Energy-efficient lights will soon be brightening up downtown Davis.
As part of its goal to reduce greenhouse gas emissions, the City of Davis plans to retrofit core lighting in 10 parking areas in downtown Davis. Locations include E Street Plaza, Amtrak and FedEx parking lots. Light fixtures at the Central Park Pavilion, where the Farmers Market is held, will also be upgraded to low-energy lights.
On July 12, the city issued a request for proposals to provide cost-effective solutions to implement the project. The deadline was then extended to Aug. 24 when the minimum number of bids was not met.
“We extended the proposals period in order to give more time to firms, and part of that is to give out more information,” said Mitch Sears, sustainability programs manager for the city. “The period is now closed and we are in the process of evaluating [the submissions].”
A contract will be awarded to the chosen firm by the end of September and work will begin afterward, Sears said. The city plans to complete the retrofit of the 142 lights by the end of the year.
Currently, the light fixtures in the downtown parking areas burn between 70-400 Watts. While many of these lights are controlled by photocell daylight sensors and used only from dusk to dawn, some lights, such as the 400 Watt lights in the Regal Cinema parking garage, are on 24-hours per day.
“We’re doing this now because technology has evolved to practical and cost-effective ways of reducing energy usage,” Sears said.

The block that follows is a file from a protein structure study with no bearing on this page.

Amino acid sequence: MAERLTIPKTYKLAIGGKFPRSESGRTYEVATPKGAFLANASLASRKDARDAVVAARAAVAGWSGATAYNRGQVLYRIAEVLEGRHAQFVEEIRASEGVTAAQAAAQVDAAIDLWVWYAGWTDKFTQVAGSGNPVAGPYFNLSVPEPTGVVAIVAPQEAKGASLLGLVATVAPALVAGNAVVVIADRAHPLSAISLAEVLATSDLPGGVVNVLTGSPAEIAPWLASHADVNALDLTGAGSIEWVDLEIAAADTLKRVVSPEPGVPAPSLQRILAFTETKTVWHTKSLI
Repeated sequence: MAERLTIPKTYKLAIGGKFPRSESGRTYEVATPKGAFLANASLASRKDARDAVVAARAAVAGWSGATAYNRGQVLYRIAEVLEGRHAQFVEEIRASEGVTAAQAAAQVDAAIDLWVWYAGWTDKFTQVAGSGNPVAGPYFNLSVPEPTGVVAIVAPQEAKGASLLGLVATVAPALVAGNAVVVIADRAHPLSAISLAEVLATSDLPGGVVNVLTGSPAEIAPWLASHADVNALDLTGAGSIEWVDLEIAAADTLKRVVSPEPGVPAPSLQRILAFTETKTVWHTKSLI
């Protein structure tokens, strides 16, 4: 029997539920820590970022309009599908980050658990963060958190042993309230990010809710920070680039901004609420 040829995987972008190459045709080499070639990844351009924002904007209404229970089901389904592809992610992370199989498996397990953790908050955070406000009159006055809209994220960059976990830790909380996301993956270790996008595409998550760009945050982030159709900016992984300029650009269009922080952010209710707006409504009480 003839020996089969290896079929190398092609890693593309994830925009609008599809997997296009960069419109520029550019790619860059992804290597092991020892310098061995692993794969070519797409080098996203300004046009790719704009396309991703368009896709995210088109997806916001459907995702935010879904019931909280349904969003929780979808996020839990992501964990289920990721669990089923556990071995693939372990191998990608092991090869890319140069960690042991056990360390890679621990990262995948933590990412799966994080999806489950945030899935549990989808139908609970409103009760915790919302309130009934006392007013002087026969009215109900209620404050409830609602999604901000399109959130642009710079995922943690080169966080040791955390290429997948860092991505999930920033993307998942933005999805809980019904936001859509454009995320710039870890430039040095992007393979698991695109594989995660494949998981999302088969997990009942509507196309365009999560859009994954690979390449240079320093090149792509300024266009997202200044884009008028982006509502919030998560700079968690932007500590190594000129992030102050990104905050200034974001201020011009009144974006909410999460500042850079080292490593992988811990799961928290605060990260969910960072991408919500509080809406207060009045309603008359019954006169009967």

Bi-level induction and LED are the more energy-efficient light sources that the city intends to use for this project. These light sources only use between 40-200 Watts, saving the city energy, as well as money.
“Another primary driver is the cost-savings potential of this project,” Sears said.
About 4,000 lights line the streets and parking areas around Davis, and an additional 1,000 lights brighten the parks and greenbelt pathways. Each year it costs the city $520,000 to power and maintain these light fixtures.
The replacement of these lights will lower the cost of energy and maintenance, Sears said.
The cost of replacing the lights is funded by the General Facilities Development Fees, which Davis collects to finance development projects to upgrade and improve city infrastructure.
“A portion of the money saved from the lowered cost of energy will be used to repay the account, somewhere from six to seven years time,” Sears said. “These lights will also have lower cost of maintenance, as they will last 20 years or more.”
This energy-saving project is one of many plans of action to reduce greenhouse gas emissions. The Climate Action and Adaptation Plan, recently passed by city actions, was proposed by the Climate Action Team, a Davis ad-hoc group formed to develop cost-effective and energy-efficient strategies. Private and public organizations form this coalition, including the UC Davis Sustainability Committee and PG&E.
“The city is looking to become more efficient to reduce greenhouse gas and energy use to lower the community’s carbon footprint,” Sears said. “We’re all just trying to do our part.”
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